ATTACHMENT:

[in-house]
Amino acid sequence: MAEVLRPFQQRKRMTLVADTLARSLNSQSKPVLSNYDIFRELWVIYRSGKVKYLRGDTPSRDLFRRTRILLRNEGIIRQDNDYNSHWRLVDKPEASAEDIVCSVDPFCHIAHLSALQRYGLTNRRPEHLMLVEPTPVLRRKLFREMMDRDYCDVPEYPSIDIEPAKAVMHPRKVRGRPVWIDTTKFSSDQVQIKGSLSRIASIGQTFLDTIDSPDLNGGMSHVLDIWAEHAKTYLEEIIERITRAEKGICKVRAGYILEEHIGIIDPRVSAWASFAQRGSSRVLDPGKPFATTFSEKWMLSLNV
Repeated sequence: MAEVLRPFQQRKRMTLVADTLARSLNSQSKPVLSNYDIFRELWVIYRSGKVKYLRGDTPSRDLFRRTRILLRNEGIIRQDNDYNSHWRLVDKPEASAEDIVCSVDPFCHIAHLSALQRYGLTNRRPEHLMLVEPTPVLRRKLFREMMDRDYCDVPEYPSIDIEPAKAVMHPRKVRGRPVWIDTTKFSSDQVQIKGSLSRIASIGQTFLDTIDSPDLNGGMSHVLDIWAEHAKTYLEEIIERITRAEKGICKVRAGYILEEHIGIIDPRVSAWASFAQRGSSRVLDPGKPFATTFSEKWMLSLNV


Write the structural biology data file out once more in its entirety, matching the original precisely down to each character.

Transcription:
[in-house]
Amino acid sequence: MAEVLRPFQQRKRMTLVADTLARSLNSQSKPVLSNYDIFRELWVIYRSGKVKYLRGDTPSRDLFRRTRILLRNEGIIRQDNDYNSHWRLVDKPEASAEDIVCSVDPFCHIAHLSALQRYGLTNRRPEHLMLVEPTPVLRRKLFREMMDRDYCDVPEYPSIDIEPAKAVMHPRKVRGRPVWIDTTKFSSDQVQIKGSLSRIASIGQTFLDTIDSPDLNGGMSHVLDIWAEHAKTYLEEIIERITRAEKGICKVRAGYILEEHIGIIDPRVSAWASFAQRGSSRVLDPGKPFATTFSEKWMLSLNV
Repeated sequence: MAEVLRPFQQRKRMTLVADTLARSLNSQSKPVLSNYDIFRELWVIYRSGKVKYLRGDTPSRDLFRRTRILLRNEGIIRQDNDYNSHWRLVDKPEASAEDIVCSVDPFCHIAHLSALQRYGLTNRRPEHLMLVEPTPVLRRKLFREMMDRDYCDVPEYPSIDIEPAKAVMHPRKVRGRPVWIDTTKFSSDQVQIKGSLSRIASIGQTFLDTIDSPDLNGGMSHVLDIWAEHAKTYLEEIIERITRAEKGICKVRAGYILEEHIGIIDPRVSAWASFAQRGSSRVLDPGKPFATTFSEKWMLSLNV